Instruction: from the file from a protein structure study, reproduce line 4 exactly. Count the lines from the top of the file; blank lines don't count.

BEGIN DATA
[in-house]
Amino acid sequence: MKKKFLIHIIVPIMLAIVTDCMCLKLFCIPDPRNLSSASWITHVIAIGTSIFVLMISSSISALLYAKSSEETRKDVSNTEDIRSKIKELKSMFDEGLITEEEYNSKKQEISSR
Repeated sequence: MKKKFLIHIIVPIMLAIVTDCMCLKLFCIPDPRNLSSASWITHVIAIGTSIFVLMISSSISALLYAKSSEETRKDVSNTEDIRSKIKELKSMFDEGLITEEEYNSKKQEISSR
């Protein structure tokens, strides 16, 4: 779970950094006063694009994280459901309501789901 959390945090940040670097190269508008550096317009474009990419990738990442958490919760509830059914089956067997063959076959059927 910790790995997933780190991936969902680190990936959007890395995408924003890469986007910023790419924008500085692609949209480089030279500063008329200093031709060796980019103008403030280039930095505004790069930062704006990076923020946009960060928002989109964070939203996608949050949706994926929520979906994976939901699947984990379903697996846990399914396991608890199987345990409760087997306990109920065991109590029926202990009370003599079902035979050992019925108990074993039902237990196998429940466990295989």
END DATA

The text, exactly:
């Protein structure tokens, strides 16, 4: 779970950094006063694009994280459901309501789901 959390945090940040670097190269508008550096317009474009990419990738990442958490919760509830059914089956067997063959076959059927 910790790995997933780190991936969902680190990936959007890395995408924003890469986007910023790419924008500085692609949209480089030279500063008329200093031709060796980019103008403030280039930095505004790069930062704006990076923020946009960060928002989109964070939203996608949050949706994926929520979906994976939901699947984990379903697996846990399914396991608890199987345990409760087997306990109920065991109590029926202990009370003599079902035979050992019925108990074993039902237990196998429940466990295989």